McGill University decides it’s time to take the name ‘Redmen’ out of the game

McGill University in Montreal has decided that it’s time to get rid of its long time sports team name the Redmen.

While the university’s nearly 200 year history has seen prime ministers and Nobel Prize winners attend its institutions, the Redmen name for its varsity sports teams have been subject to much criticism for using a name that Indigenous students find offensive.

The name first appeared in 1927 as a reference to the team’s colours and Scottish heritage of its founder James McGill.

“Even though that may be the origins of the name, because of how it’s been used and the imagery that’s been associated with it, you can’t remove those connotations from a name,” said Catie Galbraith from the McGill student’s alliance.

(“We’re hoping that this is the first step in making Mcgill a better place for Indigenous students,” says Catie Galbraith. Photo: Tom Fennario/APTN)

According to a 2015 presentation by former McGill student Raymond Grafton, the name quickly evolved into something else.

The presentation uses yearbook and school paper references to show that in the 50’s intermediate teams became known as Indians.

In the 1960s the women’s teams were referred to as squaws.

In the 1980s a distinctly Indigenous logo was created and added to the uniform.

And in the 1990s, Mcgill put an end to all Indigenous references towards the Redmen name.

Except that, as students like Galbraith like to point out, “Redmen” itself still has negative associations.

“Redmen is still, in the dictionary, it’s a slur,” she said. “Even if it wasn’t meant to be when they chose the name, it’s still a slur and to people who aren’t familiar with the history, that’s all they’ll get out of it.”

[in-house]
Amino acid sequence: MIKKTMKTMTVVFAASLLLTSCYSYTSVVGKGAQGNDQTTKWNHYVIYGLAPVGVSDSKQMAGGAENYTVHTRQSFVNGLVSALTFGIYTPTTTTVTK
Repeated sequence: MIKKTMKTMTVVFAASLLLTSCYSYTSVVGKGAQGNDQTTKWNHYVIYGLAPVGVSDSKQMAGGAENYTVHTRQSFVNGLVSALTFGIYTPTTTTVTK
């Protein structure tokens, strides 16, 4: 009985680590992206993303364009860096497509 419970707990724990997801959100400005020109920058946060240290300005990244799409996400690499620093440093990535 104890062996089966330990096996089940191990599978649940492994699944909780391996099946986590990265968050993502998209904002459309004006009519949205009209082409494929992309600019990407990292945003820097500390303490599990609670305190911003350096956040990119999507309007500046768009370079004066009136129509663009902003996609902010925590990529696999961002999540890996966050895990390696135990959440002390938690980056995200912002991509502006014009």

Galbraith, who is Native American from the Chickasaw Nation,  was part of student led movement last year to change the name.

On Friday, Mcgill University agreed.

In a statement, McGill Principal Suzanne Fortier issued a statement.

“Inclusion and respect are at the core of our university’s principles and values,” she said in the statement. “For these reasons, the Redmen name is not one that our community would choose today, and it is not one that Mcgill should carry forward.”

Galbraith said that Indigenous students have long been arguing for a name change, and she credits those that came before her for laying the groundwork.

She just wishes that their efforts had been acknowledged sooner.

“We’re happy the name has changed, we’re not happy with how long it has taken, we’re very hopeful for the future,” she said.

“And we’re hoping that this is the first step in making Mcgill a better place for Indigenous students.”



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